The key to the experiment is that participants received a single grammar expressed simultaneously in two modalities, auditory tones and visual boxes at different locations (Figure 1). During the test phase, however, they received only half of the information contained in the training sequences: auditory-only, visual-only, or alternating modalities. An alternating sequence begins with either a visual or auditory stimulus, and then it is followed by a stimulus in the other modality. This modality alternation continues until the end of the sequence.

FIGURE 1
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Figure 1. Left: The large rectangle represents the layout of the computer screen for Experiments 1 and 2. The five numbered boxes show the five possible locations of the visual stimuli and beside them are the five possible tones (in Hz) associated with each location. Right: A graphical representation of the visual sequence “1 2 3” as it would have appeared.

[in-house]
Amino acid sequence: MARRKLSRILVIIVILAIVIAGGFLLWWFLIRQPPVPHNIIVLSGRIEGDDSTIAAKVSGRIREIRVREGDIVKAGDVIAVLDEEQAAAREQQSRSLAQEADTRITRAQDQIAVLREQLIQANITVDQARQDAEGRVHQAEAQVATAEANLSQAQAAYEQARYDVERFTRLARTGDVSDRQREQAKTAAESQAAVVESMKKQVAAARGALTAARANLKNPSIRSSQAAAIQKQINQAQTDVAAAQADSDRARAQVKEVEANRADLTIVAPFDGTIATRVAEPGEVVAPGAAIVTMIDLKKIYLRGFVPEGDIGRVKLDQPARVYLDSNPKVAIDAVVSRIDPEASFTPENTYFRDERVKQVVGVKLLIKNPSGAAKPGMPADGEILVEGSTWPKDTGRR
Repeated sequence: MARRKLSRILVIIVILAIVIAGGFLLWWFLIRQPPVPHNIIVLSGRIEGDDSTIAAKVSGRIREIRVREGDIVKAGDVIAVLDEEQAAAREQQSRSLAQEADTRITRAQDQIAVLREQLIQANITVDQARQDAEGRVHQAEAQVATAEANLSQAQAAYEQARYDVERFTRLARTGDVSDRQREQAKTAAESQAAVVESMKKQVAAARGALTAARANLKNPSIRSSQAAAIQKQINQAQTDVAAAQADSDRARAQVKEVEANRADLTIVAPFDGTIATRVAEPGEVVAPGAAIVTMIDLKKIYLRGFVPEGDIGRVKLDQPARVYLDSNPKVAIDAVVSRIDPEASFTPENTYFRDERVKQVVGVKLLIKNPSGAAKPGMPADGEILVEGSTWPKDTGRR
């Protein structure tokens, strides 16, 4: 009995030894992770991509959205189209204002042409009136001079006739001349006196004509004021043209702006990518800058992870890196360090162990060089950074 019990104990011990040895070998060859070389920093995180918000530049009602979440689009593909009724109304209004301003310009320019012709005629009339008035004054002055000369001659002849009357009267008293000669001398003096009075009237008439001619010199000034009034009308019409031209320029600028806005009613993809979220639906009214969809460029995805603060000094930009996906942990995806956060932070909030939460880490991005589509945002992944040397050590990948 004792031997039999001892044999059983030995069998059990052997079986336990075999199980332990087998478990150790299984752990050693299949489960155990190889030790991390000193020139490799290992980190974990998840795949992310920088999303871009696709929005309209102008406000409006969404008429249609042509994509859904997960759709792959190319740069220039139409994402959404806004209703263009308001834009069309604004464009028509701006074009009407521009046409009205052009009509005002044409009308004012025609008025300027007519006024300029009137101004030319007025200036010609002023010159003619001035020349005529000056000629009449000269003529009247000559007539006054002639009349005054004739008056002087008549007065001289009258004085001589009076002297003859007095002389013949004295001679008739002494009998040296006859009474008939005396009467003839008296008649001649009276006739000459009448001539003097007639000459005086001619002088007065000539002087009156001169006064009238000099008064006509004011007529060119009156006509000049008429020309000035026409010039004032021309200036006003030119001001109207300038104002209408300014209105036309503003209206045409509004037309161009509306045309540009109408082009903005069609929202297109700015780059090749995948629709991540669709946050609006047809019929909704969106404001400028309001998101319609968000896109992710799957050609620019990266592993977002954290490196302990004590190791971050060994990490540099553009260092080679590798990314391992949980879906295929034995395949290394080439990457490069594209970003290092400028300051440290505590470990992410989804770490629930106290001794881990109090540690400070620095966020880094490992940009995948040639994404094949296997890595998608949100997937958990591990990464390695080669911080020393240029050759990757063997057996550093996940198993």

Exposure to the dual modality sequences during training should engender imitation of the tones using the vocal folds (i.e., humming) and subsequent tuning of the laryngeal neuromuscular system. This tuning should allow easy discrimination between grammatical and ungrammatical single-modality auditory sequences at the test. Similarly, the dual modality sequences at training should engender tuning of the eye movement system to follow the sequence of spatial locations. This tuning should allow easy discrimination between grammatical and ungrammatical single-modality visual sequences at the test.